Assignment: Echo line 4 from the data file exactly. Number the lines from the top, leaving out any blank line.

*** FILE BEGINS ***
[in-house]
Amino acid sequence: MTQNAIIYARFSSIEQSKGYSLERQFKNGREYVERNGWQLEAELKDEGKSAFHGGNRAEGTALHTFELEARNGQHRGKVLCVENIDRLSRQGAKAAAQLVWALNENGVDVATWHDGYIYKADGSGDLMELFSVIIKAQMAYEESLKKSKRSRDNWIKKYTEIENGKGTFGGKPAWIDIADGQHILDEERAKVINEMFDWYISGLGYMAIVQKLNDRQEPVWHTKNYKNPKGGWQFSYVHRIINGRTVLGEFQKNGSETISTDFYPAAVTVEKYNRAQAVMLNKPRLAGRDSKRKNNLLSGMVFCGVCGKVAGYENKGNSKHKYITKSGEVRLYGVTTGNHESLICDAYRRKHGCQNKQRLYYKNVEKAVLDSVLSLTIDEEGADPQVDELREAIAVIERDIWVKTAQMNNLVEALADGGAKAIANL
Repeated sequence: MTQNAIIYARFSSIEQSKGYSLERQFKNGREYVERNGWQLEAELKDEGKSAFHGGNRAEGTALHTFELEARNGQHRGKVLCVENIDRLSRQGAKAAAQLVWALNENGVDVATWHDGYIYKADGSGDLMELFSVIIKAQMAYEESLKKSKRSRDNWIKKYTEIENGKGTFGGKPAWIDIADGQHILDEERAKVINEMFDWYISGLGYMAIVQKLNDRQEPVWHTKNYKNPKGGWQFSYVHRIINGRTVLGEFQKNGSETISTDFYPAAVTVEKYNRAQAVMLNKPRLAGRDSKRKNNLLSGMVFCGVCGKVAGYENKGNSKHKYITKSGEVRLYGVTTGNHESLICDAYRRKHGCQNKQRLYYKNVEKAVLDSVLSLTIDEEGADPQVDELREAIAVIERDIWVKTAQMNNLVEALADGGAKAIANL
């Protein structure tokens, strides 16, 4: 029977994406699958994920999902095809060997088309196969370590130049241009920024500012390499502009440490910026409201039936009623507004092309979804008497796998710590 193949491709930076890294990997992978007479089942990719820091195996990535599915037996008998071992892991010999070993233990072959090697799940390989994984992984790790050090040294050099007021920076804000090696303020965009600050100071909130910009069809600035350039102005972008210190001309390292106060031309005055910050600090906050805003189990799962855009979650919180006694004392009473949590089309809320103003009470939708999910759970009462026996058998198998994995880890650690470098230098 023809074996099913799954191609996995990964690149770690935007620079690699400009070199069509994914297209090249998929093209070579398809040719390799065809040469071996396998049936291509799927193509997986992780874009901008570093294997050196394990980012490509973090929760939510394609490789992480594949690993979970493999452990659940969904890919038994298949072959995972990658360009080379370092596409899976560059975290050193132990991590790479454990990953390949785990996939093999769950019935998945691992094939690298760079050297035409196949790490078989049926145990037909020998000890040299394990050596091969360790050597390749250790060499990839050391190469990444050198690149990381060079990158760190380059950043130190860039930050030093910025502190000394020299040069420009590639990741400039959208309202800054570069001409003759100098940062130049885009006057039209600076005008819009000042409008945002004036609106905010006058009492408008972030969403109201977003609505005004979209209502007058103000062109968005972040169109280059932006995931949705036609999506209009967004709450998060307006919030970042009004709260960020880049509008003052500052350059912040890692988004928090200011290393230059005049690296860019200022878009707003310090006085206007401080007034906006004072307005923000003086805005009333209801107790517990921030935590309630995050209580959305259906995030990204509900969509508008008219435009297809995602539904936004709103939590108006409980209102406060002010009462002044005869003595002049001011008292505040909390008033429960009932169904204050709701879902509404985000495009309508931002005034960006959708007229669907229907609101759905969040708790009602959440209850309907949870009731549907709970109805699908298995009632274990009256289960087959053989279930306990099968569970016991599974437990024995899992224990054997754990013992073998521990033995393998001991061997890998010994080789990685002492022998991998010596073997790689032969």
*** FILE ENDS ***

């Protein structure tokens, strides 16, 4: 029977994406699958994920999902095809060997088309196969370590130049241009920024500012390499502009440490910026409201039936009623507004092309979804008497796998710590 193949491709930076890294990997992978007479089942990719820091195996990535599915037996008998071992892991010999070993233990072959090697799940390989994984992984790790050090040294050099007021920076804000090696303020965009600050100071909130910009069809600035350039102005972008210190001309390292106060031309005055910050600090906050805003189990799962855009979650919180006694004392009473949590089309809320103003009470939708999910759970009462026996058998198998994995880890650690470098230098 023809074996099913799954191609996995990964690149770690935007620079690699400009070199069509994914297209090249998929093209070579398809040719390799065809040469071996396998049936291509799927193509997986992780874009901008570093294997050196394990980012490509973090929760939510394609490789992480594949690993979970493999452990659940969904890919038994298949072959995972990658360009080379370092596409899976560059975290050193132990991590790479454990990953390949785990996939093999769950019935998945691992094939690298760079050297035409196949790490078989049926145990037909020998000890040299394990050596091969360790050597390749250790060499990839050391190469990444050198690149990381060079990158760190380059950043130190860039930050030093910025502190000394020299040069420009590639990741400039959208309202800054570069001409003759100098940062130049885009006057039209600076005008819009000042409008945002004036609106905010006058009492408008972030969403109201977003609505005004979209209502007058103000062109968005972040169109280059932006995931949705036609999506209009967004709450998060307006919030970042009004709260960020880049509008003052500052350059912040890692988004928090200011290393230059005049690296860019200022878009707003310090006085206007401080007034906006004072307005923000003086805005009333209801107790517990921030935590309630995050209580959305259906995030990204509900969509508008008219435009297809995602539904936004709103939590108006409980209102406060002010009462002044005869003595002049001011008292505040909390008033429960009932169904204050709701879902509404985000495009309508931002005034960006959708007229669907229907609101759905969040708790009602959440209850309907949870009731549907709970109805699908298995009632274990009256289960087959053989279930306990099968569970016991599974437990024995899992224990054997754990013992073998521990033995393998001991061997890998010994080789990685002492022998991998010596073997790689032969």